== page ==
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Why young people should be given the chance to vote

Sean argues for why the voting age in Ireland should be lowered to 16

Written by Sean Burke and posted in voices

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Every generation has its student protests. In the past, there have been protests civil rights in Northern Ireland, in opposition to the Vietnam War, or against university registration fees in 2010. Many of these protests were organised by college students. More recently we’ve seen an even younger demographic trying to change the world and shape their future for the better.

Young people creating positive change

In more recent years we’ve seen the March For Our Lives movement in America which aims to prevent gun violence, organised by high school students and more recently again, the global Fridays For Future climate strikes. The Fridays for Future movement is being led by Greta Thunberg, a 16 year old from Sweden who is raising awareness about the impact the climate crisis will have on everyone, especially young people. Both of these movements have many things in common. They both share the goal of securing young people’s future, and they’re both organised by young people.

Why shouldn’t they be allowed to affect politics?

To me, these movements really show that young people are getting involved in politics from a much younger age than generations previous. This makes you wonder, if young people are becoming more involved in politics, why can’t they have a say in it? It makes you wonder that even more when you realise that 16 year olds can pay tax, leave school, get a job, drive a tractor, get a dog licence, give consent to a medical procedure, leave home, and more. But they cannot vote? It’s clear that politics affects 16 and 17 year olds, so why shouldn’t they be allowed to affect politics?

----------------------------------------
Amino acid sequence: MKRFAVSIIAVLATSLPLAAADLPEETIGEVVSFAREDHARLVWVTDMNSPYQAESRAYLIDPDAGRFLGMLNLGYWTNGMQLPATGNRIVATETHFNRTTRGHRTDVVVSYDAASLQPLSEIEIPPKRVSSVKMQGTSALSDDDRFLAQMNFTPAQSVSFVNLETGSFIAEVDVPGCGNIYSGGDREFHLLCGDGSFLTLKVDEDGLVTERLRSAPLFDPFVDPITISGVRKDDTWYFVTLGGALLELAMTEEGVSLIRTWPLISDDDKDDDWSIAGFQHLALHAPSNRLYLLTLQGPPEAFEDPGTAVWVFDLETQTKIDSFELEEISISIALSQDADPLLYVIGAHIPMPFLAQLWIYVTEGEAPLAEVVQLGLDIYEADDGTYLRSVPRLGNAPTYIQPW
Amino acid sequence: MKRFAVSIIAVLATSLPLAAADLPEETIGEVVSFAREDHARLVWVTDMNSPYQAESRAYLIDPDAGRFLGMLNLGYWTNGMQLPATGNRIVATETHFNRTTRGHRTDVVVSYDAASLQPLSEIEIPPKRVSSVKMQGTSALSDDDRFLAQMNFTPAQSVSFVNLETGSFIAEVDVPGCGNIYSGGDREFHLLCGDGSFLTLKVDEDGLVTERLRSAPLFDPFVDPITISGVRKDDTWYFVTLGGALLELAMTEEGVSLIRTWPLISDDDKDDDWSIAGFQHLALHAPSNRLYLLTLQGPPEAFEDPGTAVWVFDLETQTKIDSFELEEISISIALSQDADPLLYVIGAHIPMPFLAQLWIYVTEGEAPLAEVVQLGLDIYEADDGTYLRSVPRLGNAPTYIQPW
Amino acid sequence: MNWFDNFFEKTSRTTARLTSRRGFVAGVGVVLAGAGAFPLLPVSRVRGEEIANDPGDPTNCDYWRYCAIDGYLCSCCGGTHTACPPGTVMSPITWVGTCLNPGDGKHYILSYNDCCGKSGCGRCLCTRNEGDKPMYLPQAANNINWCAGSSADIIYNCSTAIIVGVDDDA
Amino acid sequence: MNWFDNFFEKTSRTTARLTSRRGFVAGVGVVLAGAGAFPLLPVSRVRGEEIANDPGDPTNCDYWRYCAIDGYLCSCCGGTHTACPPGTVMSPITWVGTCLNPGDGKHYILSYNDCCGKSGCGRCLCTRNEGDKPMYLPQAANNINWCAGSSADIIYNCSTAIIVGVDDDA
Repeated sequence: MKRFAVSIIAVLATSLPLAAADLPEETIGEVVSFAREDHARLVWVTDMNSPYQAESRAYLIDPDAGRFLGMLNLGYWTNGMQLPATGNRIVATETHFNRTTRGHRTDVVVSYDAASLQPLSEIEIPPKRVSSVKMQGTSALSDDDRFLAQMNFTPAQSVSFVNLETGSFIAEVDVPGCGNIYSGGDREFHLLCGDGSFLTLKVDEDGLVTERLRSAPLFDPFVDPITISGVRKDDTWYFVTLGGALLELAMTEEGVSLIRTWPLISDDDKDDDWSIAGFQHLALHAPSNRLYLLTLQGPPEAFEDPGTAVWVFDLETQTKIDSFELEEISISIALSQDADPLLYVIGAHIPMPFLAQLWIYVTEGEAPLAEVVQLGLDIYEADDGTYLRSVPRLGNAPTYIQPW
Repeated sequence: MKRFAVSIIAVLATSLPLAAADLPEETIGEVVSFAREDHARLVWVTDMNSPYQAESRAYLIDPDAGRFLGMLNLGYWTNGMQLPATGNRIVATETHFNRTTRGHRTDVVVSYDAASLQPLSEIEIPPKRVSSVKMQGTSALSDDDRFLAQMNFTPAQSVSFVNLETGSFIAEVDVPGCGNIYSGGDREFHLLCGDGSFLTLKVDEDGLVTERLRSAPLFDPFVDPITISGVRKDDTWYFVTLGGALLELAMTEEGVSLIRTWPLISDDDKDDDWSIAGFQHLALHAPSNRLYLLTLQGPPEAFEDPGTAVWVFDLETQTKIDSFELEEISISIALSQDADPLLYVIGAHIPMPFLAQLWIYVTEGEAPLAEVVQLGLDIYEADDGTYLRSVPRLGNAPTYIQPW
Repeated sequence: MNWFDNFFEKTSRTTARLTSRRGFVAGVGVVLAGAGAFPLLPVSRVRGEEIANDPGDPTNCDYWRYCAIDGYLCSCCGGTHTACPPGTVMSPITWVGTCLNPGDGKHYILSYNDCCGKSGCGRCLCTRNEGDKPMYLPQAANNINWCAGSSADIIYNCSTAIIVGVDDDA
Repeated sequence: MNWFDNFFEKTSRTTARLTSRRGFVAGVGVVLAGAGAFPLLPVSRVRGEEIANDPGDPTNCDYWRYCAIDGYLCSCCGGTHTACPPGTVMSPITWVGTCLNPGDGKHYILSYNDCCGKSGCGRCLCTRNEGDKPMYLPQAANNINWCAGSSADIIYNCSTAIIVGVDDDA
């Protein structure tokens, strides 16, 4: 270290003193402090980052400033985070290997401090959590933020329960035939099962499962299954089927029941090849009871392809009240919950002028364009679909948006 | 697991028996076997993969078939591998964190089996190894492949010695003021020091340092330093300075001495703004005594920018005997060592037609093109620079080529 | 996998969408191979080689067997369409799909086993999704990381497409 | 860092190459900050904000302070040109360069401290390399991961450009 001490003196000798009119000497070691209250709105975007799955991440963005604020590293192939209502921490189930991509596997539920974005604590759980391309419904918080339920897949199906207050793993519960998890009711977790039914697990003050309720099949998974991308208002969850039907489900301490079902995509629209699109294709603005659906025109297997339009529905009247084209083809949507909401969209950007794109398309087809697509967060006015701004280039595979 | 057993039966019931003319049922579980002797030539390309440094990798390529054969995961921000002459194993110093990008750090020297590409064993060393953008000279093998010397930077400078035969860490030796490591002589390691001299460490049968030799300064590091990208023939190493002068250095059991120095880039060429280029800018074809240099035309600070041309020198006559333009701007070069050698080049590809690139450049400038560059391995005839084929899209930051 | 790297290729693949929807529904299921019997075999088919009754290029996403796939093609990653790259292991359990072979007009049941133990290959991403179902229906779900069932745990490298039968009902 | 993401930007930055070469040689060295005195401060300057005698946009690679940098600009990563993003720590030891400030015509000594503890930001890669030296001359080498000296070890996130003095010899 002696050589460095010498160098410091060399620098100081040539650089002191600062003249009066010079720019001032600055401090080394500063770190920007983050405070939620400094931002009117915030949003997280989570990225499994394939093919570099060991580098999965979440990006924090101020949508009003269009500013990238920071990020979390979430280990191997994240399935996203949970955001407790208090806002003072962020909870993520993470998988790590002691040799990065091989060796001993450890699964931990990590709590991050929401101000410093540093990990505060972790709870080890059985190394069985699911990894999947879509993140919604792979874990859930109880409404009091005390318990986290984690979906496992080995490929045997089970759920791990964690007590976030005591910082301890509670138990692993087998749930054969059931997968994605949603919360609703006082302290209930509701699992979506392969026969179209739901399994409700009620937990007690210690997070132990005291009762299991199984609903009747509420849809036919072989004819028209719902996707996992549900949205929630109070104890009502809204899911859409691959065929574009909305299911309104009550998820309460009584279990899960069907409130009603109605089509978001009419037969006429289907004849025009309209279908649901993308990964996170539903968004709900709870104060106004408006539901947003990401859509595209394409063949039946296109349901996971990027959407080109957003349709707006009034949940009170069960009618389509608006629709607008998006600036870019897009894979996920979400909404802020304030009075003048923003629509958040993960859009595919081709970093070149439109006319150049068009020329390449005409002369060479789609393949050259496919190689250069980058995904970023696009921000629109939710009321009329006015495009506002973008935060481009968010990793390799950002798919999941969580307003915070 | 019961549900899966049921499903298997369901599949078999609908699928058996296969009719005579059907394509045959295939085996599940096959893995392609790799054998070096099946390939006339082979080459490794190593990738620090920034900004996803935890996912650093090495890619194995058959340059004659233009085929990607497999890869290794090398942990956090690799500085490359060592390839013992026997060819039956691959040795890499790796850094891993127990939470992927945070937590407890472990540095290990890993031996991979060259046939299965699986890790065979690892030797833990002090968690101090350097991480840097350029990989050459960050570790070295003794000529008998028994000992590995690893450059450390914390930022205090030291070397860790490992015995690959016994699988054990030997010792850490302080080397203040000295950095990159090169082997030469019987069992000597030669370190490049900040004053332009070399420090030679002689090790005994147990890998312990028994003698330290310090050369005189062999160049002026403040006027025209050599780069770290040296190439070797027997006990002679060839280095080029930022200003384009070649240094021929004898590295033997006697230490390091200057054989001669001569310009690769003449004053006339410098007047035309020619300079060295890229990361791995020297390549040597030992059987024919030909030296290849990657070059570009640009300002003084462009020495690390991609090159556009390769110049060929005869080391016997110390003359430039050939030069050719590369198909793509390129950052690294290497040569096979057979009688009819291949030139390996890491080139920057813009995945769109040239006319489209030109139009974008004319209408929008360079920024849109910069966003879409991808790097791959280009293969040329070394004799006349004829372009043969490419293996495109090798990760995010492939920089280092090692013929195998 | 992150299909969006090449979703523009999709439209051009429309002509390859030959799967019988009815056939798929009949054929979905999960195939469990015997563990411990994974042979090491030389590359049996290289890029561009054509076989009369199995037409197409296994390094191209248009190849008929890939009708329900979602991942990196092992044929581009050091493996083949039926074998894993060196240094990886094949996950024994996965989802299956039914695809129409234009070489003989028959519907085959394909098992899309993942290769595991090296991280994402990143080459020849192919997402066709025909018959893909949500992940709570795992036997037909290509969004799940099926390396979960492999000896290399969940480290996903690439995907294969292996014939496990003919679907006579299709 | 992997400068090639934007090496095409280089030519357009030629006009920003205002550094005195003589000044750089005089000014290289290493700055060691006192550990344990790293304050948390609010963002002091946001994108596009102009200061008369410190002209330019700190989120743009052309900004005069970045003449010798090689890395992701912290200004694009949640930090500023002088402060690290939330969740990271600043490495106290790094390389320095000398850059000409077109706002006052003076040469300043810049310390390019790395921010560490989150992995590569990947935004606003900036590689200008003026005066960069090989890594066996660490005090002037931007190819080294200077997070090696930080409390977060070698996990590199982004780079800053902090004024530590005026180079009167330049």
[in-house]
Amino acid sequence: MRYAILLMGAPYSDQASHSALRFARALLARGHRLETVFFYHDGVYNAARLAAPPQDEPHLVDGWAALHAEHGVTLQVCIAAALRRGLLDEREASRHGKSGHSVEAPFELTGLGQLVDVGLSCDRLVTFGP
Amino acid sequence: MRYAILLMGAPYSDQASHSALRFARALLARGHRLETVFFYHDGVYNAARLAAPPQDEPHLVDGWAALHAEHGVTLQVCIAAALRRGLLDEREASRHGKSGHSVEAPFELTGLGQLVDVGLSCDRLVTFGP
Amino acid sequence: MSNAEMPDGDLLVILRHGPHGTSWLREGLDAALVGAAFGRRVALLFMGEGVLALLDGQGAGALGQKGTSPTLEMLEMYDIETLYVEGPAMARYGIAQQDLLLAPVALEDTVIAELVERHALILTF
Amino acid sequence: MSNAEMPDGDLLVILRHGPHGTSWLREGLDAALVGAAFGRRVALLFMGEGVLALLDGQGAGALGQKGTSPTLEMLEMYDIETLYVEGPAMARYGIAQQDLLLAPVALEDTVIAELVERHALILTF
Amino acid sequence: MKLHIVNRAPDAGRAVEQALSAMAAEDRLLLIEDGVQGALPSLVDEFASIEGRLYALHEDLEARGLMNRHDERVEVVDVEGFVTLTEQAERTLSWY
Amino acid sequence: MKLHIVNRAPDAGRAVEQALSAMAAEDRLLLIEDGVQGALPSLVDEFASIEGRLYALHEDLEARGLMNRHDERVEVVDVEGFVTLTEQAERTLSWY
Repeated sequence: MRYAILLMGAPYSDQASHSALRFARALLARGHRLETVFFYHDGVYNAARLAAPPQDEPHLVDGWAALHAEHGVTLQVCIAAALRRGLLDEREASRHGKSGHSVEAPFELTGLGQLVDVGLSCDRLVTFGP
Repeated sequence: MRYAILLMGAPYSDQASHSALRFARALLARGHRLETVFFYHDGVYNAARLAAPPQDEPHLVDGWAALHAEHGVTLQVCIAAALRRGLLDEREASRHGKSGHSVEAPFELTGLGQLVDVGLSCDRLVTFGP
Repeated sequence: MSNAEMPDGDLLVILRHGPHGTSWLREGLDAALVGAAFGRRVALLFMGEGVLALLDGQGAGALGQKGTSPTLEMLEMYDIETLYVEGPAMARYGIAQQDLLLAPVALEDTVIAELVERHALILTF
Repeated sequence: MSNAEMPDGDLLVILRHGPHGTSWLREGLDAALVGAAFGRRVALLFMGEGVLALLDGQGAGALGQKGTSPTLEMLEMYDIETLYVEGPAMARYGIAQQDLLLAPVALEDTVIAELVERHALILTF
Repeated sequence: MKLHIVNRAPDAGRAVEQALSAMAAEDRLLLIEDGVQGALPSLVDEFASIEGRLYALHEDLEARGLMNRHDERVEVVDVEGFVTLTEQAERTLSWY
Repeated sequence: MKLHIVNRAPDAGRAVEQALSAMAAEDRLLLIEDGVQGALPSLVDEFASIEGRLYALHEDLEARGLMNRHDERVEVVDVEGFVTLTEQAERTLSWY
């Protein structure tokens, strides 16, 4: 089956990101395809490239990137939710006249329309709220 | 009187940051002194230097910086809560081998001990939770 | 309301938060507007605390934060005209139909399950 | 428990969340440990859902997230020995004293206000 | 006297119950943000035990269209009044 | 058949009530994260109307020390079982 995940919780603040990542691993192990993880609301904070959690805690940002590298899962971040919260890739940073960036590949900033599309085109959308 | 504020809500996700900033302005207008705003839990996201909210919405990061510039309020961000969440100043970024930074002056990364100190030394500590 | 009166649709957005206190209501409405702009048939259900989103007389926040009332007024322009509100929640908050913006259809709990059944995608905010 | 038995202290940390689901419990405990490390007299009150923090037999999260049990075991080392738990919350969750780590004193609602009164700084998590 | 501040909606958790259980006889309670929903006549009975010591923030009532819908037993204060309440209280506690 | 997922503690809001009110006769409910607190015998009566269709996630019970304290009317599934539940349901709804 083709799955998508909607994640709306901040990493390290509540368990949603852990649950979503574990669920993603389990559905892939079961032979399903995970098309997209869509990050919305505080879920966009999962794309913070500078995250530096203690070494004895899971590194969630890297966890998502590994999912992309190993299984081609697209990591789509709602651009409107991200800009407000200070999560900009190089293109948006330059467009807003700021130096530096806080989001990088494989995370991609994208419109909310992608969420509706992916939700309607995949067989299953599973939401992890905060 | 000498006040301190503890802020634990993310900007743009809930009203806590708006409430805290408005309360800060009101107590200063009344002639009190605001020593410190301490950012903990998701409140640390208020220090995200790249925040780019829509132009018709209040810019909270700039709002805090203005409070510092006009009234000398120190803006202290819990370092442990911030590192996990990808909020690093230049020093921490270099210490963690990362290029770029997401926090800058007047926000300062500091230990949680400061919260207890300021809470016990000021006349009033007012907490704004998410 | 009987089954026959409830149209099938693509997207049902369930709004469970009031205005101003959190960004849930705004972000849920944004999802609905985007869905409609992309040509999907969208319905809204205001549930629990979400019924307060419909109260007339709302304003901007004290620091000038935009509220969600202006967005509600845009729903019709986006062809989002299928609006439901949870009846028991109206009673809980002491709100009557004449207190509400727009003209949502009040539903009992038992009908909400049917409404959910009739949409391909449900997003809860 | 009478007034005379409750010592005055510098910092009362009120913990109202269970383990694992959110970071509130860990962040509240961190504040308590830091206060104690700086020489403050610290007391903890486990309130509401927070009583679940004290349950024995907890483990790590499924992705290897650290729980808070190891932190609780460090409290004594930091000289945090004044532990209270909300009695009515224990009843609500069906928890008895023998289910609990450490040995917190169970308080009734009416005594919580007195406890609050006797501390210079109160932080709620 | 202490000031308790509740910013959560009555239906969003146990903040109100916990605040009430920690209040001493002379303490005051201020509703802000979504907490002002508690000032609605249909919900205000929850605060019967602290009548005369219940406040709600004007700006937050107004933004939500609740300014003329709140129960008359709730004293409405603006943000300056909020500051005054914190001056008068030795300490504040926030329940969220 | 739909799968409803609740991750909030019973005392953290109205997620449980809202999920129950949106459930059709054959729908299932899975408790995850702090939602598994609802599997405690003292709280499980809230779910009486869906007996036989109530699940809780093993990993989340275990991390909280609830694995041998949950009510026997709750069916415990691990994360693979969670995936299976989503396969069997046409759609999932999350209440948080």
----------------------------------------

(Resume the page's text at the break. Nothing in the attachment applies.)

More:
Lowering the voting age

Conversations around lowering the voting age have been had before. In 1972, we held a referendum to lower the voting age from 21 to 18. Back then, we had the same conversation as we’re having today, and for the same reason - if people are affected by politics in their own country, they should be able to affect politics in their own country. Back then, when arguing against lowering the voting age, people said things like ‘they’re too young’ or ‘they’re not mature enough’ but I believe young people are mature enough to make these decisions, and deserve the right to have their say as the political policies brought in will affect them for years to come.

Right now, by not calling a referendum on lowering the voting age, the government and the Houses of the Oireachtas are dictating what the future will look like, but I feel they often fail to look beyond the next election. If we lower the voting age that will no longer be the case because our politicians will be forced to look at the longer term impact of their policies, as they will be answerable to an electorate that cares about the future being compassionate, equitable, hospitable, habitable and fair.

Perhaps you say that all 16 year olds are idiots. Well you’ve already proven yourself wrong because I’m 16 and if you thought I was an idiot, you wouldn’t have read this far. So I’m asking you to help me be allowed to have a say in my future. You’re creating the future, I’ll be living in it.

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Published Decem­ber 5th2019
Tags opinion politics voting
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